You might notice your puppy is doing lots of biting, right? Puppies learn bite sensitivity from playing with other dogs. When they bite too hard, the other dog yelps and walks away. That’s how dogs learn to play gently. You can do this too. If your playtime gets aggressive, simply “yelp” and calmly walk away. This lets your puppy know that when playtime gets too rough, it ends. To keep playtime going, they will have to be gentle.
The technique of walking away or simply turning your body away tells your dog that you do not like their behavior. When you combine this with positive reinforcement you dog will learn to complete the behaviors that get your attention.
This works for everything. If you want to teach your dog not to jump on you when you walk in the house, simply turn away and cross your arms. Don’t look at your dog until they sit down. When they sit, exclaim, “yes” and give them a pat. This will teach them to sit as hard as they can when they are excited instead of jumping.
Some other ways to train your dog while social distancing are by creating different situations for your puppy to react to.
Exposure to different things is very important while your puppy is still under 6-months. This is a time when they’re taking in everything for the first time. If they’ve only ever seen your home and you plan on taking them to your office in a few months, things you wouldn’t think about, like an elevator can be absolutely terrifying.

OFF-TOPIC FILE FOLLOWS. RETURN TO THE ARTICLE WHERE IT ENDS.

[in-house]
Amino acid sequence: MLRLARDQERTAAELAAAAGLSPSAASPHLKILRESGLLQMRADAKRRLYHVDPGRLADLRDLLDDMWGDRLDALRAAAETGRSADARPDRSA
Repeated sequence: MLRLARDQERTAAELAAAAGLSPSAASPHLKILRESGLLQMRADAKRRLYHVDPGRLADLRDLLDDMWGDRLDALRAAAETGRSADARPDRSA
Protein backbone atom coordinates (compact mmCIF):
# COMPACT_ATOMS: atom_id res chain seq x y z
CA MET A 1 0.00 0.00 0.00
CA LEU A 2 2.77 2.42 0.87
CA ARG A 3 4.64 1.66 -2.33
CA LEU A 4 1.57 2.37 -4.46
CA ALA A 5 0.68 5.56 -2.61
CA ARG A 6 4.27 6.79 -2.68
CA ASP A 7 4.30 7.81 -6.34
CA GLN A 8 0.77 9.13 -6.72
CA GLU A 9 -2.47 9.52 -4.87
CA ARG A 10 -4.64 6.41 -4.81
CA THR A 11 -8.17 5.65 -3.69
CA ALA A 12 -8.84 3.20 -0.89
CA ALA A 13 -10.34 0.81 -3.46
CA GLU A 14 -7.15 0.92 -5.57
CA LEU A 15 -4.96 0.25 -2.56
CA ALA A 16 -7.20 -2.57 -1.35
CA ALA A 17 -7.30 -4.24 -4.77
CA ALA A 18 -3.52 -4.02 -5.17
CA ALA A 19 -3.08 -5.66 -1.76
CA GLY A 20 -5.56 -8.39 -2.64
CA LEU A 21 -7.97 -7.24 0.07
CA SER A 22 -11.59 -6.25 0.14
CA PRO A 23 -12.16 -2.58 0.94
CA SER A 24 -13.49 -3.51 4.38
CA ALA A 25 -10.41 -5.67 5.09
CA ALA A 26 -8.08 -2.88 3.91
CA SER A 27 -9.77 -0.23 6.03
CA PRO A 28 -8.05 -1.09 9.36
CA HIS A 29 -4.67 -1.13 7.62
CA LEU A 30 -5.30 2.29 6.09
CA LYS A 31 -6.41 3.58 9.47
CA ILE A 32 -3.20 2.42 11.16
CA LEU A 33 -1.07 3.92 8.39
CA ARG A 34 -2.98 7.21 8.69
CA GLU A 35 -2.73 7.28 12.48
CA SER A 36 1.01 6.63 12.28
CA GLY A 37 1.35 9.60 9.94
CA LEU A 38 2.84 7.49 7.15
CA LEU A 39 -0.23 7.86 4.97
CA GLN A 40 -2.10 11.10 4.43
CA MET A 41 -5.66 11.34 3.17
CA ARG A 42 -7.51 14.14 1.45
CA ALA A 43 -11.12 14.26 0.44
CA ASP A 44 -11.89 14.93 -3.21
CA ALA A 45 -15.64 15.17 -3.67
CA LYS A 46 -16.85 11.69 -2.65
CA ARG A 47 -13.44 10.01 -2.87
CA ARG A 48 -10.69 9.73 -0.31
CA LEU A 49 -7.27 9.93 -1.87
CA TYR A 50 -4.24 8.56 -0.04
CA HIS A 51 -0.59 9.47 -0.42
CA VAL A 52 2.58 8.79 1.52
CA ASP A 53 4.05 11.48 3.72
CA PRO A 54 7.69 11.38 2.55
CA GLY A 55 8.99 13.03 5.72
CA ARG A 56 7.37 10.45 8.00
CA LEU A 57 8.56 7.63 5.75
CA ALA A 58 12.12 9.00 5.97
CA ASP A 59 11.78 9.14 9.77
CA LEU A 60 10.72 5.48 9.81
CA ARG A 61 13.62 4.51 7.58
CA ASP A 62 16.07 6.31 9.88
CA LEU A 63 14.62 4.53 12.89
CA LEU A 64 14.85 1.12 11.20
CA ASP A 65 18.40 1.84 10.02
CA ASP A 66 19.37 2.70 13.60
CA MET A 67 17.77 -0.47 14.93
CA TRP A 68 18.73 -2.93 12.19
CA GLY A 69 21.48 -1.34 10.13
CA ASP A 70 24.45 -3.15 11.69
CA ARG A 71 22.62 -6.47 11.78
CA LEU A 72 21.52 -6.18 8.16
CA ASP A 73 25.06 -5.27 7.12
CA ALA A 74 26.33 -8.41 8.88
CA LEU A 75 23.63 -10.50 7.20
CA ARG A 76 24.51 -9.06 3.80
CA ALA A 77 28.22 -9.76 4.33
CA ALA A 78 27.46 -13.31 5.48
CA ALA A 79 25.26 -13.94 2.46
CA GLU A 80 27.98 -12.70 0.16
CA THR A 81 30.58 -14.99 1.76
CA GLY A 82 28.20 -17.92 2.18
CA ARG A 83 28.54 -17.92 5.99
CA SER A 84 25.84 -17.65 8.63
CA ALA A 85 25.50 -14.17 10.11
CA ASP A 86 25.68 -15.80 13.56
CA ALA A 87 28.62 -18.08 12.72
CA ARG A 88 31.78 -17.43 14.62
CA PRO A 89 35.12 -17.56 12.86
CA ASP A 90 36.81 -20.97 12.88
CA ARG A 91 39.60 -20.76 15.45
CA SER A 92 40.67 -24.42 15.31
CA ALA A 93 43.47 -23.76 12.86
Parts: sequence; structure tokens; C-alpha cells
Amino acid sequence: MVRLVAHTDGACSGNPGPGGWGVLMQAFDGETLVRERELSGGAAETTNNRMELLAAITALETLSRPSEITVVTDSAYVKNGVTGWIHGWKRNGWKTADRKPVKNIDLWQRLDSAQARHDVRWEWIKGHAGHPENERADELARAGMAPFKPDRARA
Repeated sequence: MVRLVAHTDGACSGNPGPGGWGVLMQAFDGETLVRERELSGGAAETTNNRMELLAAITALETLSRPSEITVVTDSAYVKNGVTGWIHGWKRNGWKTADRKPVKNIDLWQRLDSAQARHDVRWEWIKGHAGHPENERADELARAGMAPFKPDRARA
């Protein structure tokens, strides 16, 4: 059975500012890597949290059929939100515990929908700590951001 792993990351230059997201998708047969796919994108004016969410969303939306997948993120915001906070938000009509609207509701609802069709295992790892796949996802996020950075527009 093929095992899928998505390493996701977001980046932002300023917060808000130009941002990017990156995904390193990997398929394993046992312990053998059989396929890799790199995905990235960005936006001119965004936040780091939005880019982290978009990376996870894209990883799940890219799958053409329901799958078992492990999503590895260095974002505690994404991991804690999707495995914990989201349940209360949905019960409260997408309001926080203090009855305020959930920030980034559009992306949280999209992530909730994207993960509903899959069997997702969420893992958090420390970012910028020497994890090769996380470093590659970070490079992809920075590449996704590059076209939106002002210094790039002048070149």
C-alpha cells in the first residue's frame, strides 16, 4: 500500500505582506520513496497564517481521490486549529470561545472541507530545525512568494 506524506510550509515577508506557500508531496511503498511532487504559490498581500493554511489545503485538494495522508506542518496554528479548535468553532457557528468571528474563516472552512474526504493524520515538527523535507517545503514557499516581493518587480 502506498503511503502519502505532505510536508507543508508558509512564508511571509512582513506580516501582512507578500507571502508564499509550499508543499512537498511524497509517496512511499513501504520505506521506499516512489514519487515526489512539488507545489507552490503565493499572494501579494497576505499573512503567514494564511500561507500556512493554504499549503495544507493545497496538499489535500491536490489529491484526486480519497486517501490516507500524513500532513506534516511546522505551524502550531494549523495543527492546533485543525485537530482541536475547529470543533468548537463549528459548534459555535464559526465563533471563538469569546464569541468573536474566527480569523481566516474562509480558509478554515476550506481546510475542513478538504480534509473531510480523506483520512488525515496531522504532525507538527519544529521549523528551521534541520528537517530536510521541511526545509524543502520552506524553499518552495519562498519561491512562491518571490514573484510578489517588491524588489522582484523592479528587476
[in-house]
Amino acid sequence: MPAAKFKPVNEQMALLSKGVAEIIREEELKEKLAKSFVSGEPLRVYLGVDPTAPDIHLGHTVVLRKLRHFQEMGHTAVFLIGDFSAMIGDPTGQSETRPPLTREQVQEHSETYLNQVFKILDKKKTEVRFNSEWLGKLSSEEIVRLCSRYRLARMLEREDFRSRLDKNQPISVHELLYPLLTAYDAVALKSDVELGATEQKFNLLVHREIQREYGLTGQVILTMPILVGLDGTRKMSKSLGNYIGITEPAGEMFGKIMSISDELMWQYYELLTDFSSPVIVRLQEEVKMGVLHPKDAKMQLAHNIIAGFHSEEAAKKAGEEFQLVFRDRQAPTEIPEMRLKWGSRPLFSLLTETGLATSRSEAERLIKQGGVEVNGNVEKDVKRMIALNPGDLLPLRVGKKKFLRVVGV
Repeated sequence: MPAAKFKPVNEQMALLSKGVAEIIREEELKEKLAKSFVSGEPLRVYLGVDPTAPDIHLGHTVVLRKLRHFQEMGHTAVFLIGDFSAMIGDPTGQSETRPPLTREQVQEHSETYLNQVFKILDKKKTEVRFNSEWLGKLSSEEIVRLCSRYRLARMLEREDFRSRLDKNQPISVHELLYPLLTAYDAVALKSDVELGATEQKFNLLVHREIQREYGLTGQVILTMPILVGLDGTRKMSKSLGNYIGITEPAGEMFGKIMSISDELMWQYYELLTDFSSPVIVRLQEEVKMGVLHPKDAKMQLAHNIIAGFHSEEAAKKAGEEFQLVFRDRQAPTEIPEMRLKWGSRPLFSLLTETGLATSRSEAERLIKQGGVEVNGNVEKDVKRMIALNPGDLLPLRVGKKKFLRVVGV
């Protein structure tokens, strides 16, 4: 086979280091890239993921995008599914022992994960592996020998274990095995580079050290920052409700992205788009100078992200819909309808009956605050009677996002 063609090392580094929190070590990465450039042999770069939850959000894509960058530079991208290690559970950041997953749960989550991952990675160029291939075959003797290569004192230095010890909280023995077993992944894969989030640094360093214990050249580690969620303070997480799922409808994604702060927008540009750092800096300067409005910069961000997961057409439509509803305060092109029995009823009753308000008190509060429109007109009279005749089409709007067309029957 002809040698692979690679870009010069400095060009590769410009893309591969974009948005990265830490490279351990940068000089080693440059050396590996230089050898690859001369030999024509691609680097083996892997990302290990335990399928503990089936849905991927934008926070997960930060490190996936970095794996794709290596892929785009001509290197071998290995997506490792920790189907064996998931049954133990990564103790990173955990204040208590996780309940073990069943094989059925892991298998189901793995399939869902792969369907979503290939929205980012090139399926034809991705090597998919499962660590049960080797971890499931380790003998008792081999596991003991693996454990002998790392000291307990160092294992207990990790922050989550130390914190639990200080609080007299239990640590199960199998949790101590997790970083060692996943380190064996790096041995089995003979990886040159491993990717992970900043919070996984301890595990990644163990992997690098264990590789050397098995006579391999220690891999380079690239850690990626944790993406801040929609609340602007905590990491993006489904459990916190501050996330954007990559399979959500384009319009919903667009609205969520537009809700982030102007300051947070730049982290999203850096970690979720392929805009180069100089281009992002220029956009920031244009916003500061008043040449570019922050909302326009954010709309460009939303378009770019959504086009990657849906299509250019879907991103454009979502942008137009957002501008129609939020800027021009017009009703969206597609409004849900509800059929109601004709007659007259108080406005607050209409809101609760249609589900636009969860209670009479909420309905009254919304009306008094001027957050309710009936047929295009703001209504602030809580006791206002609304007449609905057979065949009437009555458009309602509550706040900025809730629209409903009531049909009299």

To set your dog up for success in the world, make a game of exposing them to a variety of things while they’re young.
You can have them walk on different surfaces, play funny noises, move pots and pans, or knock on your own door. Try to create noises and situations that will be common after quarantine so your dog can learn them when they are young. This article has 100 ways to socialize your dog in quarantine if you’re looking for more ideas.
It’s not just situations, it’s also people and accessories. If you got your dog in summer, put on a big jacket and hat so they can see what it looks like. Put on sunglasses and wear a backpack. Check out this helpful exposure checklist. Anything they don’t see in their first 6 months can be scary later and cause them to act out with aggression.
Teach Your Dog Independence During Social Distancing to Avoid Separation Anxiety
You might have got your dog for companionship, but the most important thing you need to prepare them for is independence. You’re spending all day with them now but you’re going to go back to routines and outings eventually and the isolation could be traumatic for your dog if you don’t prepare them to deal with it.